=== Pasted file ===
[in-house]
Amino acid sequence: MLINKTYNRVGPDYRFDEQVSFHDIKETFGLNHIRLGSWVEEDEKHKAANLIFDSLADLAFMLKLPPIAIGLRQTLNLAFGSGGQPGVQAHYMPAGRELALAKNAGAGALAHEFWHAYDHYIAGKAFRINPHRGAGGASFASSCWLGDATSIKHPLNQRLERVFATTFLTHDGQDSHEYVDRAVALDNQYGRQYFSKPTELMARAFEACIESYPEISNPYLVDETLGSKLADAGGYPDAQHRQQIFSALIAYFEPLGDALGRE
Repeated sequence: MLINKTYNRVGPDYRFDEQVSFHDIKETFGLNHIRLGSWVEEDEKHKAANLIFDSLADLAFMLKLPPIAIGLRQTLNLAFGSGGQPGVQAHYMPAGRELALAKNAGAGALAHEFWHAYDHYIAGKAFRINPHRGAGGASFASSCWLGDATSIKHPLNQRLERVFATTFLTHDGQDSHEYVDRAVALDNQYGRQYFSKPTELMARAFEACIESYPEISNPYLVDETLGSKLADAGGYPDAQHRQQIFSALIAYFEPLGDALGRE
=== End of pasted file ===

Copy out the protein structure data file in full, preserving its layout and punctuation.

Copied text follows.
[in-house]
Amino acid sequence: MLINKTYNRVGPDYRFDEQVSFHDIKETFGLNHIRLGSWVEEDEKHKAANLIFDSLADLAFMLKLPPIAIGLRQTLNLAFGSGGQPGVQAHYMPAGRELALAKNAGAGALAHEFWHAYDHYIAGKAFRINPHRGAGGASFASSCWLGDATSIKHPLNQRLERVFATTFLTHDGQDSHEYVDRAVALDNQYGRQYFSKPTELMARAFEACIESYPEISNPYLVDETLGSKLADAGGYPDAQHRQQIFSALIAYFEPLGDALGRE
Repeated sequence: MLINKTYNRVGPDYRFDEQVSFHDIKETFGLNHIRLGSWVEEDEKHKAANLIFDSLADLAFMLKLPPIAIGLRQTLNLAFGSGGQPGVQAHYMPAGRELALAKNAGAGALAHEFWHAYDHYIAGKAFRINPHRGAGGASFASSCWLGDATSIKHPLNQRLERVFATTFLTHDGQDSHEYVDRAVALDNQYGRQYFSKPTELMARAFEACIESYPEISNPYLVDETLGSKLADAGGYPDAQHRQQIFSALIAYFEPLGDALGRE